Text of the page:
Training underway for California dentists to administer COVID-19 vaccine

Alonzo Osche

California is working to increase the number of people who get the COVID-19 vaccine by adding dentists to the list of health care providers who can give the shots. There are 36,000 dentists across the state now able to administer the vaccine. However, just because they can, doesn’t mean they […]

California is working to increase the number of people who get the COVID-19 vaccine by adding dentists to the list of health care providers who can give the shots. There are 36,000 dentists across the state now able to administer the vaccine. However, just because they can, doesn’t mean they will.KCRA 3 asked Stockton dentist and current President of the California Dental Association Dr. Juddee Tippett-Whyte, “Is there the option to opt-out?”“Absolutely, this is strictly a voluntary option for us to be able to give the vaccine. It is absolutely not mandated that everybody participate,” Tippett-Whyte said.Participation begins with the dentist taking a required 3-hour, self-paced training. Dr. Tippett-Whyte completed her training last weekend. “This training is basically concentrated on the COVID vaccine itself so with the Pfizer, the Moderna vaccine – how they work, how to mix them, how they have to be transported, how they have to be stored, reporting mechanisms, so yes, very different than the things that we were trained in for our dental practice,” she said.After completing the training, dentists get a certification to administer the vaccines, but the shots won’t be given in the dentist’s offices.“It’s unlikely that we will see dentists providing vaccines to their patients in their private dental practices at this stage. Right now the goal of getting dentists certified is to have manpower to help work in clinics if there are drive-thru vaccination things that are established like at Cal Expo and some of those kinds of situations, is where our manpower is best used at this point,” Dr. Tippett-Whyte said.KCRA 3 asked her, “Is it currently happening that dentists across the state are doing it or is the training still underway?” To which Dr. Tippett-Whyte answered, “If you have received the training and have received the certification you certainly can start giving the vaccine. I have not talked to anybody myself that has been asked to help give vaccines other than some dentists who work in federally qualified health centers and the VA programs.”So, for now, many dentists across the state are taking the training, registering to be vaccinators and waiting for an assignment. As of right now, dental hygienists are not approved to take the training under the emergency waiver.The California Dental Association hopes to get the change in scope of practice permanent so dentists can one day provide flu and COVID-19 vaccines in their offices if they choose to.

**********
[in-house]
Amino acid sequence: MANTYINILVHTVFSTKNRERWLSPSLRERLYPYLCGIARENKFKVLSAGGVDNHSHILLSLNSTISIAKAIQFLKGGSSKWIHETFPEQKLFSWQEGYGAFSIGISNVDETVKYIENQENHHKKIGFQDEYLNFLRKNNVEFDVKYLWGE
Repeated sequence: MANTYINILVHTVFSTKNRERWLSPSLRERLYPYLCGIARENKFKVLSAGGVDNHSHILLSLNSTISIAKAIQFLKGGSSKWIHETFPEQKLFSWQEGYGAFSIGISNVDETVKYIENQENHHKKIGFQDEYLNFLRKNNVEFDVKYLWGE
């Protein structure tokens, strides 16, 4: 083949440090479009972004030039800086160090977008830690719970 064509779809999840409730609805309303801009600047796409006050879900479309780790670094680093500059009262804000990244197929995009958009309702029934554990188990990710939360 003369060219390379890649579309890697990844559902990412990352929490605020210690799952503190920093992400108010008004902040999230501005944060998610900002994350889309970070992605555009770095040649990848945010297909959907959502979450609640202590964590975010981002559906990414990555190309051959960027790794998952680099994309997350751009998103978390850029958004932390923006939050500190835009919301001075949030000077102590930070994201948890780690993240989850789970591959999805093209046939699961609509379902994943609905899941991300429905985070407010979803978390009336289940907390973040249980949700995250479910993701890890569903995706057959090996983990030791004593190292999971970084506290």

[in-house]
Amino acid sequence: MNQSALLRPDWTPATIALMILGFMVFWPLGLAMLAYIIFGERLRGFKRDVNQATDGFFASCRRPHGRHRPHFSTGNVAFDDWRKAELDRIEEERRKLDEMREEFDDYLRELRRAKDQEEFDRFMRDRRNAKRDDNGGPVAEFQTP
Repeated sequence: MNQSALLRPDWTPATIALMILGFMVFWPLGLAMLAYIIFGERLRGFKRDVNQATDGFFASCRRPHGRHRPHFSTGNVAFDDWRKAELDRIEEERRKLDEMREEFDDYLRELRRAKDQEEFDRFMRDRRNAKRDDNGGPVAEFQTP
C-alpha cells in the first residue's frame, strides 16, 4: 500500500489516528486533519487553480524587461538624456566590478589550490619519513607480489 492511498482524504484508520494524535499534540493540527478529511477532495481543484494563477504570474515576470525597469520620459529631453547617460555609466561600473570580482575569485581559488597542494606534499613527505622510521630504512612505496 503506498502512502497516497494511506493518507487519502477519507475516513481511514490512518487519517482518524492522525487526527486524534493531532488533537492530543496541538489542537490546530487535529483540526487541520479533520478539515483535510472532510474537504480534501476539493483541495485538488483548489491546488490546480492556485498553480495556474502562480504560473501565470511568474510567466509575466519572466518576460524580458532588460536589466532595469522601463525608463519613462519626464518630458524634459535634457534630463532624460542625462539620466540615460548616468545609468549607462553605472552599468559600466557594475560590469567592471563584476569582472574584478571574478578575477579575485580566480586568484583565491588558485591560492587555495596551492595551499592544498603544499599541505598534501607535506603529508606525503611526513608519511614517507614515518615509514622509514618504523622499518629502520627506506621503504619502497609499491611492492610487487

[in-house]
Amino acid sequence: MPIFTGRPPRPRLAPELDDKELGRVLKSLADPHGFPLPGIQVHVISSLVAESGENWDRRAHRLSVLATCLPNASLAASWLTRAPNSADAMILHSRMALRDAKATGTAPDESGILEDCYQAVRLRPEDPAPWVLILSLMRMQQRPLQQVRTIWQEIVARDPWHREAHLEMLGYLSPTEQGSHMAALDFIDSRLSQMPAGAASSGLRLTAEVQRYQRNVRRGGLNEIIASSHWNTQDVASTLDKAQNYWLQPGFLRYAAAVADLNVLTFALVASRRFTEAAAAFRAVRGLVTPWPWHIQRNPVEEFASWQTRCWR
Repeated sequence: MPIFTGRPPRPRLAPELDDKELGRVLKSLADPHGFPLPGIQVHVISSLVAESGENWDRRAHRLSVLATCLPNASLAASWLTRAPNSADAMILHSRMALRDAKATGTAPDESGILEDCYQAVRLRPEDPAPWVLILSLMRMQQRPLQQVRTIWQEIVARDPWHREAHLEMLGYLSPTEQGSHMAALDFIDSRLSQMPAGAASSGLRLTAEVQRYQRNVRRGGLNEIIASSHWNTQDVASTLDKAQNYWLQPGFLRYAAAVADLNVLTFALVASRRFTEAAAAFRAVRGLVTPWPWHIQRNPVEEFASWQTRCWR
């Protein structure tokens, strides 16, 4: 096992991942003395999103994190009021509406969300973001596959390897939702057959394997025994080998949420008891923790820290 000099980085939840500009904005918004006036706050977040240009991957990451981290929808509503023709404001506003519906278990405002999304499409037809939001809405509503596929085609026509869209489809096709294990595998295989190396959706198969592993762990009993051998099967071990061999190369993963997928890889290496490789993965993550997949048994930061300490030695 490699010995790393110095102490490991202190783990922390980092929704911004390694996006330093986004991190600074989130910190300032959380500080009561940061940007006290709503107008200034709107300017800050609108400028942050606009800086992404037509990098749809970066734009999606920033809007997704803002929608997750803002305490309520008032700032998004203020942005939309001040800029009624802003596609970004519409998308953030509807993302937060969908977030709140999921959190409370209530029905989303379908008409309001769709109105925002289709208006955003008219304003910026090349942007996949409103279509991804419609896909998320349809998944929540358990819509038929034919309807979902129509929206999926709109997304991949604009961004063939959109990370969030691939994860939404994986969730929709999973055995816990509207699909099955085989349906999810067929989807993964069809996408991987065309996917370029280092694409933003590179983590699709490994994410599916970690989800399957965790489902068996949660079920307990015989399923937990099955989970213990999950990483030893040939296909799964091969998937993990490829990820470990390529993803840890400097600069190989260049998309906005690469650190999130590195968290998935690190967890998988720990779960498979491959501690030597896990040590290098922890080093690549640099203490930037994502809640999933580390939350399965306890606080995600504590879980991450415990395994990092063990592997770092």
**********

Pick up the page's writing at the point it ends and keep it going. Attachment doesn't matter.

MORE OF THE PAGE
California is working to increase the number of people who get the COVID-19 vaccine by adding dentists to the list of health care providers who can give the shots.

There are 36,000 dentists across the state now able to administer the vaccine. However, just because they can, doesn’t mean they will.

KCRA 3 asked Stockton dentist and current President of the California Dental Association Dr. Juddee Tippett-Whyte, “Is there the option to opt-out?”

“Absolutely, this is strictly a voluntary option for us to be able to give the vaccine. It is absolutely not mandated that everybody participate,” Tippett-Whyte said.

Participation begins with the dentist taking a required 3-hour, self-paced training. Dr. Tippett-Whyte completed her training last weekend.

“This training is basically concentrated on the COVID vaccine itself so with the Pfizer, the Moderna vaccine – how they work, how to mix them, how they have to be transported, how they have to be stored, reporting mechanisms, so yes, very different than the things that we were trained in for our dental practice,” she said.

After completing the training, dentists get a certification to administer the vaccines, but the shots won’t be given in the dentist’s offices.

“It’s unlikely that we will see dentists providing vaccines to their patients in their private dental practices at this stage. Right now the goal of getting dentists certified is to have manpower to help work in clinics if there are drive-thru vaccination things that are established like at Cal Expo and some of those kinds of situations, is where our manpower is best used at this point,” Dr. Tippett-Whyte said.

KCRA 3 asked her, “Is it currently happening that dentists across the state are doing it [administering the shots] or is the training still underway?” To which Dr. Tippett-Whyte answered, “If you have received the training and have received the certification you certainly can start giving the vaccine. I have not talked to anybody myself that has been asked to help give vaccines other than some dentists who work in federally qualified health centers and the VA programs.”

So, for now, many dentists across the state are taking the training, registering to be vaccinators and waiting for an assignment.

As of right now, dental hygienists are not approved to take the training under the emergency waiver.

The California Dental Association hopes to get the change in scope of practice permanent so dentists can one day provide flu and COVID-19 vaccines in their offices if they choose to.

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